Related ReferencesEvidence Statements (summary of evidence)
McKinstry (2006) 77One high quality systematic review found that there is insufficient evidence to conclude that any intervention may increase or decrease trust in physicians.
van Dam (2003) 78One systematic review of RCTs found that supporting patient participation in diabetes care and self-care behaviour (i.e. by assistant- guided patient preparation for visits to doctors, empowering group education, group consultations, or automated telephone management) is more effective than changing provider consultation style for improving patient self-care and diabetes outcomes.
Edwards (2004) 79One RCT reported statistically significant effects of the research clinic group (which provided more consultation time) in confidence in decision and expectation to adhere to chosen treatments.
Cohen (2004) 80; Edwards (2004) 79Two studies from the same randomised controlled trial found that training GPs in SDM or combined with risk communication yielded conflicting results in the probability of a prescription being issued to patients.
Cohen (2004) 80; Edwards (2004) 79Two studies from the same randomised controlled trial found that training GPs in SDM or combined with risk communication yielded no effect on the probability of investigations, referrals or follow-up GP visits for any of the conditions.
Savage (1990) 81One RCT found that a directing style of consultation yielded statistically significantly higher levels of satisfaction on almost all the outcome measures compared to a sharing style. This was particularly relevant for patients with physical problems.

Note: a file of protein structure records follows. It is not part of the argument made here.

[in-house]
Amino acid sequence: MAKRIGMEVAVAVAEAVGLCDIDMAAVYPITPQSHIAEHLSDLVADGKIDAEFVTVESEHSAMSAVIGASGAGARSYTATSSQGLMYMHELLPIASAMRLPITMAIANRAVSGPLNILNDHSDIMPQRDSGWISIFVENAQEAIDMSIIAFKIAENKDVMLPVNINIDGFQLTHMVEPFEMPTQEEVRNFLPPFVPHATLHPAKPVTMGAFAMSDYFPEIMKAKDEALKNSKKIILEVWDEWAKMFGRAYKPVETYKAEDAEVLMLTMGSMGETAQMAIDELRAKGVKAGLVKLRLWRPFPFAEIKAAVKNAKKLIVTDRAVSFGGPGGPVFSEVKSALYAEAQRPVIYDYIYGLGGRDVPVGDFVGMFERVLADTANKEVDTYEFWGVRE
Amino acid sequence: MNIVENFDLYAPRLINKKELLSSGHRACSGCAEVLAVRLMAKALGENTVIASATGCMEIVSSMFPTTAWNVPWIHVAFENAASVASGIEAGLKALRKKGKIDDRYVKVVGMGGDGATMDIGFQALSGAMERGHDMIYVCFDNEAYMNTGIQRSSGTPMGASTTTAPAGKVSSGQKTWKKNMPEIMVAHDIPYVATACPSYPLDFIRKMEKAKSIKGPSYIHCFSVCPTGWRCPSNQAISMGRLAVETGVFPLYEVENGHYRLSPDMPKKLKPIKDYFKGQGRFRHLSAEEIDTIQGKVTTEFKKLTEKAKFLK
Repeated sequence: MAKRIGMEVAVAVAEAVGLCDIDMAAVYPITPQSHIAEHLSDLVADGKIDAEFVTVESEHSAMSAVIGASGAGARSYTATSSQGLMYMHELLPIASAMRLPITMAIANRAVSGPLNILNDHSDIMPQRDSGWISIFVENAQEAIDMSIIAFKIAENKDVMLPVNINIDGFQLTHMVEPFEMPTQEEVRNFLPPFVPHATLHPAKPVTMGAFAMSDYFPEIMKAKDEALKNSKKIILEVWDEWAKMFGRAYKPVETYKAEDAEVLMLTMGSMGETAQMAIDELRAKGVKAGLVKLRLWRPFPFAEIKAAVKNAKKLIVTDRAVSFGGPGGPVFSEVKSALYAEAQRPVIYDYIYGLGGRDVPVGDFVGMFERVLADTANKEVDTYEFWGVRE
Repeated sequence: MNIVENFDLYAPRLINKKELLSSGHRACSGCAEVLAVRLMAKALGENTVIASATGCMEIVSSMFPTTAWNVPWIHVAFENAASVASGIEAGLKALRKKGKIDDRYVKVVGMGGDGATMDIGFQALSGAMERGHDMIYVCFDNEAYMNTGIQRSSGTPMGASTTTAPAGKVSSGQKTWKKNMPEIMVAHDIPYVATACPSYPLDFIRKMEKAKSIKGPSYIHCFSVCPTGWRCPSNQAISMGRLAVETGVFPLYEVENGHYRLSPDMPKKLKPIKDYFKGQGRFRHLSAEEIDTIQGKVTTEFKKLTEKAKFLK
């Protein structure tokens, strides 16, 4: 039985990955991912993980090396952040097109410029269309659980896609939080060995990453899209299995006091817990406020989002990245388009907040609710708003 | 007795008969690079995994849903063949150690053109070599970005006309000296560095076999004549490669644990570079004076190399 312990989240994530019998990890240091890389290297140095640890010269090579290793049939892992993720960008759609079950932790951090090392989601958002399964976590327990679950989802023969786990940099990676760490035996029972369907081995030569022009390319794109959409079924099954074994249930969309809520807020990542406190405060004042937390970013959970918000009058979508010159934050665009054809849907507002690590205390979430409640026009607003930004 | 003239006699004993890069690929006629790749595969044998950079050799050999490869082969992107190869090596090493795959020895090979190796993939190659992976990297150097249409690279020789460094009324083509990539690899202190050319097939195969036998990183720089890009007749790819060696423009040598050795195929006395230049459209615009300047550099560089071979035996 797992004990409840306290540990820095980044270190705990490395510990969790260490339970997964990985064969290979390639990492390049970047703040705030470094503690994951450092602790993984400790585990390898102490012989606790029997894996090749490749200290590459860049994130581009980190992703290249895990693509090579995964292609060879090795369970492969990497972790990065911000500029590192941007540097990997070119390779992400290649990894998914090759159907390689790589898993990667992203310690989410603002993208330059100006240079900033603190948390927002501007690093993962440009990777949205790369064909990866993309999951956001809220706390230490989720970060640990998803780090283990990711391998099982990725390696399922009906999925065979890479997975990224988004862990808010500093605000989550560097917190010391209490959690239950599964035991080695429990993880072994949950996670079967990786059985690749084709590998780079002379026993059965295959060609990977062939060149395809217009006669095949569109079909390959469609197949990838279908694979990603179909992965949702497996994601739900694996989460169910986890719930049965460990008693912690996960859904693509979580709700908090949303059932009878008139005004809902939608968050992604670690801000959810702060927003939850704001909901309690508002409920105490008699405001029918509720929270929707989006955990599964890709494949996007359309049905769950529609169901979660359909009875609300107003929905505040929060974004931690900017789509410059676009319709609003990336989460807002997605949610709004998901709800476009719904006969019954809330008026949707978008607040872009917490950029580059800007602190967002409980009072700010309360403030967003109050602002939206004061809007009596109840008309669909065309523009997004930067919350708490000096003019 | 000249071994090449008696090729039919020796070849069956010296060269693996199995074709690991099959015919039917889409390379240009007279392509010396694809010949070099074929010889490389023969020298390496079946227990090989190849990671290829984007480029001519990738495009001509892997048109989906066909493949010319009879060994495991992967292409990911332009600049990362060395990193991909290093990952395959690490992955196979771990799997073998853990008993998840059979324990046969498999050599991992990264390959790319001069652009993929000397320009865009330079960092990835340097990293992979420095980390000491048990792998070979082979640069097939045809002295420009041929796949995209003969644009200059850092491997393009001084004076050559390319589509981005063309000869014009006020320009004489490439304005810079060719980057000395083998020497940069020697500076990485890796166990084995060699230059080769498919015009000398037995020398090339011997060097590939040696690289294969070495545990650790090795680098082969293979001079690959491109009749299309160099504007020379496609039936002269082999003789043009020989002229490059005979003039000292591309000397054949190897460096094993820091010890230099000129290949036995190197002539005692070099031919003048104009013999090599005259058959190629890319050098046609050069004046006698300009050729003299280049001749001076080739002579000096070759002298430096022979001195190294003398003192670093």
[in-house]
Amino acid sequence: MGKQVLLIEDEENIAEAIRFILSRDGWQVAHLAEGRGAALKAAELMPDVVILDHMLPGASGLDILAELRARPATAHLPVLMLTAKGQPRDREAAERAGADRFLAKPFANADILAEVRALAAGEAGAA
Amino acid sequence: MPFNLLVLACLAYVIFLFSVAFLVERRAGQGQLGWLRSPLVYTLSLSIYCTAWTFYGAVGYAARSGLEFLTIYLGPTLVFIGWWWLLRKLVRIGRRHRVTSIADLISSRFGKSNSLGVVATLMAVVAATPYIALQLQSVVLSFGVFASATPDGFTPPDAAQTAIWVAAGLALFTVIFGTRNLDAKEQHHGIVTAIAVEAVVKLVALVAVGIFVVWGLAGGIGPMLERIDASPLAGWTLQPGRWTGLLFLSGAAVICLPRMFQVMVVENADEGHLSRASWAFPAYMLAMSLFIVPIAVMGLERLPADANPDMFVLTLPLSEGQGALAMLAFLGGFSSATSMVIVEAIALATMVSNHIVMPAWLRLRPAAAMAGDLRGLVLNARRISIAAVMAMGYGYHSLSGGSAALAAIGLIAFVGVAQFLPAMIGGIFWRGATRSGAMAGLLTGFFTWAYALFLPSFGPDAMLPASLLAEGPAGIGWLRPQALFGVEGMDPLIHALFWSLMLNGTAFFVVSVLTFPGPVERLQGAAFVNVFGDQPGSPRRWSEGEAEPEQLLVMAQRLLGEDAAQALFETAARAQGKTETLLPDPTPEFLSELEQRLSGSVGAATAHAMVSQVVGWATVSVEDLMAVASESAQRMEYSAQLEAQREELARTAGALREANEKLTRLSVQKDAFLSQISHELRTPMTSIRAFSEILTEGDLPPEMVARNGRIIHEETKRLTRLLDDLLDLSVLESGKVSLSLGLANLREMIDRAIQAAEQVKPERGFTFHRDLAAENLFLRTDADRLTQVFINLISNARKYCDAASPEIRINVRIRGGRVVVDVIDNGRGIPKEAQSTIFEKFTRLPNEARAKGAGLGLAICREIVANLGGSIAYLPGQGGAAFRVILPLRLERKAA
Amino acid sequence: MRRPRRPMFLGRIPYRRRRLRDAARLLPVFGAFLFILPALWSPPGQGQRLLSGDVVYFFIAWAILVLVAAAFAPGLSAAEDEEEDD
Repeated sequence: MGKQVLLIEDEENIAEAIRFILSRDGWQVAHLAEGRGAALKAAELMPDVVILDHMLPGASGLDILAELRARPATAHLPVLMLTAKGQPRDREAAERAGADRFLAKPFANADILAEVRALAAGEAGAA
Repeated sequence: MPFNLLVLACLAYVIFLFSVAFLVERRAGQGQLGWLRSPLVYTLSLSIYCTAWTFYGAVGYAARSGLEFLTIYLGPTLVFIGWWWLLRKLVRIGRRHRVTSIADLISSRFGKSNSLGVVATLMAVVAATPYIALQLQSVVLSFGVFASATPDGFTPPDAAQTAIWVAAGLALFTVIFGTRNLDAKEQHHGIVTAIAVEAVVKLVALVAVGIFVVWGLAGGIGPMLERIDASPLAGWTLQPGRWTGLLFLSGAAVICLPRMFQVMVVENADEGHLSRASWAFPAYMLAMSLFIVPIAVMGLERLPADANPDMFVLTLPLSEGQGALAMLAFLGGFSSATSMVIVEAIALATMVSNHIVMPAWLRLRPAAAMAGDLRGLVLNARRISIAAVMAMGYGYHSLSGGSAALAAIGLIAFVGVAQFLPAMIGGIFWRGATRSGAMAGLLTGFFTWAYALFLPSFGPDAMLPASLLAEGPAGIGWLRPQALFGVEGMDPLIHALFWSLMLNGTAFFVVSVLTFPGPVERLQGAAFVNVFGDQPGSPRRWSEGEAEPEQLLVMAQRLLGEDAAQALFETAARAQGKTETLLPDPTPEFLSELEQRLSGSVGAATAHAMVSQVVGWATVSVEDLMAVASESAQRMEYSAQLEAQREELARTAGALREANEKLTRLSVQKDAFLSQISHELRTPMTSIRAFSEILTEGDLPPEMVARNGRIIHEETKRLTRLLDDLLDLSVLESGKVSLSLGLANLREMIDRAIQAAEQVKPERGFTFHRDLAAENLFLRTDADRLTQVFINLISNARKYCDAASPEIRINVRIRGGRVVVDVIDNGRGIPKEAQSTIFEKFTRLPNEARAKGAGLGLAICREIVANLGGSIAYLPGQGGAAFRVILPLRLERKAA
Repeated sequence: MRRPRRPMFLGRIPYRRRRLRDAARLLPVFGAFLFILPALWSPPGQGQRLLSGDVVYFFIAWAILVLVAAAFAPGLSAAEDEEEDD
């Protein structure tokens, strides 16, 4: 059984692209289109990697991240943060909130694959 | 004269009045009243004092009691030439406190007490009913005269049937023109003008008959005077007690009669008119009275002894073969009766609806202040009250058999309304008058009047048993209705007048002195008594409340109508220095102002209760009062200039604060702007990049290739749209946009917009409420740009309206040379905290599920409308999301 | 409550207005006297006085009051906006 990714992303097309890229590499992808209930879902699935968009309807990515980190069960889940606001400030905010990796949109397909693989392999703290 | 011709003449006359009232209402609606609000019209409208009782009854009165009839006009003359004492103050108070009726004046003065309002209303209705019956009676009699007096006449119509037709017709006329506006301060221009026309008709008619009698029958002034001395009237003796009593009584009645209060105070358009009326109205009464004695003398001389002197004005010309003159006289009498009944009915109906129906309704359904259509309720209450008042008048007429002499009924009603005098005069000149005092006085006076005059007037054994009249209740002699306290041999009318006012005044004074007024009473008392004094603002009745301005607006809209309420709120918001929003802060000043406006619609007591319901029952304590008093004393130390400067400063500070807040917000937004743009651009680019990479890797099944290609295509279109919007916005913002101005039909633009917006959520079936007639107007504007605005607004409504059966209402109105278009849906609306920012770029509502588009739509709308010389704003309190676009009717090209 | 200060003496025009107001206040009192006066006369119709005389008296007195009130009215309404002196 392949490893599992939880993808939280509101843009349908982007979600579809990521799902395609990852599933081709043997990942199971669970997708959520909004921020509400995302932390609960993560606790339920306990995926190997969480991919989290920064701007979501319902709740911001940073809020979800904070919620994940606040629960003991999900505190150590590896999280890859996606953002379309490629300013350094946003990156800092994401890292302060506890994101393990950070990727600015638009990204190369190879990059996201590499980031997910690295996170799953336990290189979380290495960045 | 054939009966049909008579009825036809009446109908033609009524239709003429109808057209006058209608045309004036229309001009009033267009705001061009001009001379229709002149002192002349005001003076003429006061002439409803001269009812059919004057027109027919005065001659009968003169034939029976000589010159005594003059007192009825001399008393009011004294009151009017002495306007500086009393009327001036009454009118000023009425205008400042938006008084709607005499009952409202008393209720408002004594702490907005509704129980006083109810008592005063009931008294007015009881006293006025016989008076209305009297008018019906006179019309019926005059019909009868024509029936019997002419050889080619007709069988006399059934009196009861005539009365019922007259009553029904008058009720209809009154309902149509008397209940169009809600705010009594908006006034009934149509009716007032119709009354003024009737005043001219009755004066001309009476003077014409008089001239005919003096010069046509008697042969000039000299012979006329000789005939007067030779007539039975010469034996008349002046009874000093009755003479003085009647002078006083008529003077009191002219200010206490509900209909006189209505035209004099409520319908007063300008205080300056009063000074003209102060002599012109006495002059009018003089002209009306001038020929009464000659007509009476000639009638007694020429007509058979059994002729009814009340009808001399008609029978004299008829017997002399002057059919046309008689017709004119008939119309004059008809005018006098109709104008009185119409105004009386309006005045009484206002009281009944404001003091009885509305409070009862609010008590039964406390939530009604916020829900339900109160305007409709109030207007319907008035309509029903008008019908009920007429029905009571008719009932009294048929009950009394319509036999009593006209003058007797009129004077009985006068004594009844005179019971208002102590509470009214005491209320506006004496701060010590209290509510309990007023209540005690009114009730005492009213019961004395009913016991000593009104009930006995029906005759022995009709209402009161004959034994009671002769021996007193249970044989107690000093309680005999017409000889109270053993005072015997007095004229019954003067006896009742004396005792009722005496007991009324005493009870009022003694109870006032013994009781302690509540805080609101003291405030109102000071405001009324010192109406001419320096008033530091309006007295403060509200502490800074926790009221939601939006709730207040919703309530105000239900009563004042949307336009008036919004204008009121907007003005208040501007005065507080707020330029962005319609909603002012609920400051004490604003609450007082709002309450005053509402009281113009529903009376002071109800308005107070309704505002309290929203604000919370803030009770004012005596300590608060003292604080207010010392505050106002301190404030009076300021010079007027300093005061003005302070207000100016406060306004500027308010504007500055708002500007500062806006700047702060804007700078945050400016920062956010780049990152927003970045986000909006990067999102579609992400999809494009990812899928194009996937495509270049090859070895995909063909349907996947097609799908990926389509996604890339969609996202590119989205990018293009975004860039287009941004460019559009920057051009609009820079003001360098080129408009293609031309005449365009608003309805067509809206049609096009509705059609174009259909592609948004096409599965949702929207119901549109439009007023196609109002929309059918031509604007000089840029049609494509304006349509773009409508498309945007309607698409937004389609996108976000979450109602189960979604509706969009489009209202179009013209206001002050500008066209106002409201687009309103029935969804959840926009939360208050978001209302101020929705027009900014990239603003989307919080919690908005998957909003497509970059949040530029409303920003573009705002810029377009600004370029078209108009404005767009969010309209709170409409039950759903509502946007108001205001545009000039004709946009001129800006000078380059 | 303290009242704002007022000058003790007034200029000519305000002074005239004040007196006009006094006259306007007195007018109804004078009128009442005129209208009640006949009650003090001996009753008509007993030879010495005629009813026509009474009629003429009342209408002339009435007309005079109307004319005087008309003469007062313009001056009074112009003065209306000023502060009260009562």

Shields (2005) 82One RCT reported a statistically significant likelihood of a physician promoting collaboration in treatment decision-making and exploring issues around the disease and illness with patients rather than with companions of the patients e.g. physicians were more likely to be responsive to being patient-centred when the patient raised the issue than when their companion raised it. There was no difference in level of patient- centeredness between the unaccompanied and accompanied visits.
Shields (2005) 82One RCT reported a statistically significant responsiveness of a physician to explore the disease and illness when the issues were raised by the patient compared with the companion of the patient.

From: 4, Interventions to increase shared decision-making about medicines

Cover of Medicines Adherence
Medicines Adherence: Involving Patients in Decisions About Prescribed Medicines and Supporting Adherence [Internet].
NICE Clinical Guidelines, No. 76.
National Collaborating Centre for Primary Care (UK).
Copyright © 2009, Royal College of General Practitioners.

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